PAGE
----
On the transatlantic flight, the valuable cargo was in a briefcase in a sealed blue bag wedged between two security guards. Sleep and toilet breaks were taken in turns, so the precious cargo was not left alone for a second. Well, that was the theory ….
“I’m heading for the bathroom,” said George Holland.
“Huh?” said Sol Ferriss.
“The little boy’s room, y’know.”
Ferriss laughed, “Oh, you mean the bog!”
“You Brits!” Holland said, as he got off his seat in a hurry and disappeared.
What the hell was in this briefcase? wondered Ferriss. All he knew was that it had been a big … well, huge operation. Whatever this thing was had been protected by gun-toting security men on its way to JFK airport. They’d been told to guard it with their lives until they landed at Heathrow Airport, England, where they would be met by armed guards.
Sol Ferriss looked around. Nothing unusual, passengers snoozing, or eyes glued to some crummy movie. He examined the seal on the bag. A simple heat seal. He took out a small device and ran it along the seal, opening it with ease. It would be child’s play to reseal it. Nothing to worry about.
Next, he tested the buttons on the briefcase. No movement. He felt in his pocket for something no one knew he possessed, a kind of skeleton key, privy only to the higher echelon of security guards. He tried it and, to his surprise, the lid sprang open.
“Excuse me, sir, would you like anything to drink?”
Holland’s heart skipped a beat as he looked up into the eyes of a blue-eyed, blond-haired, low-cleavaged air hostess. “No, no, I’m fine, thank you.”
The young woman shrugged, disinterested, as she moved to the next row.
Holland lifted the forbidden lid and saw a black plastic bag with a zipper. He recognized the tag on the zipper, a radio tag, a tag that would send an alarm to … someone … if pulled. Hmm. Better forget about it. He closed the briefcase and was just ready to click the locks back into position when he remembered something. He opened the lid again.
“Find anything interesting?” It was Holland, back from emptying his bladder, however you wanted to express it.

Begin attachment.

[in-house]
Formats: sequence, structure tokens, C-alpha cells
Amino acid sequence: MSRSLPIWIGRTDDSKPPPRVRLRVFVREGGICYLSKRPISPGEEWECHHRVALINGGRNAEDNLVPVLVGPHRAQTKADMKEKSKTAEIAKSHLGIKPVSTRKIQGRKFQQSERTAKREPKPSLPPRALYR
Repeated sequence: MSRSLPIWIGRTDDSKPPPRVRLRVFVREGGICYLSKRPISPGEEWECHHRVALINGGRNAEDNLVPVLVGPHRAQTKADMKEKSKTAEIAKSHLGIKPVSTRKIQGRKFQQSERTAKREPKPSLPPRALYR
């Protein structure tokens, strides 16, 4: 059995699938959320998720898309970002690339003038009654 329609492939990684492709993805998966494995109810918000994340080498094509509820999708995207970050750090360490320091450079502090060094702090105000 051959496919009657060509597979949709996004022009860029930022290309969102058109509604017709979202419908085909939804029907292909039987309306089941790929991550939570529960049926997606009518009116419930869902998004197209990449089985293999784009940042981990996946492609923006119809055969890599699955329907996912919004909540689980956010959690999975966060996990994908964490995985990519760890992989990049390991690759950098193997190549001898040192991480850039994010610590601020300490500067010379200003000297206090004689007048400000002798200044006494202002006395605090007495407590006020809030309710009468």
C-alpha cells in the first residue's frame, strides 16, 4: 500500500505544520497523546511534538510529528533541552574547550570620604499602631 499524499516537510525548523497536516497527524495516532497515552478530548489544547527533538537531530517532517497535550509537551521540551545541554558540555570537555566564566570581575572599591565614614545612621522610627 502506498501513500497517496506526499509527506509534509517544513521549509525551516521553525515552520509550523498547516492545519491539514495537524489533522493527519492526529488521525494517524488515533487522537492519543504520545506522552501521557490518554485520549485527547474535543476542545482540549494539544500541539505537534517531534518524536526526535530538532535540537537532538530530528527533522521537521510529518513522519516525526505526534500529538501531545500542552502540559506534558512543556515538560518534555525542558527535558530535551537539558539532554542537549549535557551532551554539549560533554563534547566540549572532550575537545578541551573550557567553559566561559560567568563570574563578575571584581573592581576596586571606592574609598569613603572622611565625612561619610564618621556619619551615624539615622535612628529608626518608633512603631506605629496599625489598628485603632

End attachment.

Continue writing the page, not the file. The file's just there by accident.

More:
Ferriss jumped. “Hi, George, look, just wondering what the hell it is we’re guarding.”
“None of our business,” said Holland.
“But, like, wouldn’t you be interested, seeing as there was all that commotion, armed guards and all the rest of it?”
Holland sighed. “Well, I guess it’s a diamond or something. They wouldn’t tell me, just said it was worth millions, and to keep schtum about it.”
“Millions!” said Ferriss. “Well, wouldn’t you be interested to just take a peek?” He opened the briefcase again and held a squat black device against the black plastic bag. “EMF shield,” he said cryptically, then he drew the zipper back to reveal a red box. Once more the skeleton key proved it was worth every penny of its hefty price tag.
“The moment of truth,” said Holland as Sol Ferriss lifted the lid of the red box to gaze at the treasure.
“Blimey,” exclaimed Ferriss, “I’m well underwhelmed!”
In the box were what appeared to be two pieces of glass, with a tiny piece of pink paper with ink marks on it sandwiched between them.
“What is that? It looks a bit like a stamp. Is this some kind of piss-take?” asked Ferriss.
“Look,” said Holland, “no crummy little bit of paper is worth an armed guard, there’s got to be something else in there, hidden somewhere.” He looked around the plane. Everyone was engrossed in the movie, where a woman was taking her clothes off. He began to rifle through the briefcase, box, and bag.
“Ladies and Gentlemen, please take your seats,” came an announcement, “we will shortly be landing at Heathrow Airport.”
“Look out,” said Ferriss, “you’ve put greasy fingerprints all over that glass. Didn’t you wash your hands?”
Holland looked embarrassed, “Look, I’ll just give it a quick rinse in the bathroom.”
Moments later a breathless Holland came back from the toilet to his seat. “Phew. Nice and clean. Let’s seal everything up.”
Ferriss stared in disbelief. “Where’s that little piece of pink paper?”
The blonde stewardess was coming out of the toilet. “Did someone leave this in the sink?” she announced, holding up a tiny soggy pink thing.
Sheepishly, Holland went to retrieve it.
The plane engines began to roar as they hit the runway and the plane began to slow down. Holland was feeling some concern. The small piece of pink paper hadn’t looked so good when they’d put it back between the glass and back in the red box, black liner, briefcase, and blue bag and sealed them all up again. Though the glass was nice and clean.
“Oh … my … god,” said Ferriss, noticing a huge poster behind an armed escort, waiting outside the terminal as the plane finished taxiing.
Holland craned his neck, reading out loud. “Never has so much been spent on so little. London welcomes the one-cent British Guiana Crimson stamp. At seven million dollars per square inch, the most valuable man-made product ever made!”
“Bog, restroom, khazi, shithouse, I don’t care what you call it,” exclaimed Ferriss, “I need it and I need it now!”
Taken from the book, Letters from Reuben and Other Stories: 40 Little Tales of Mirth
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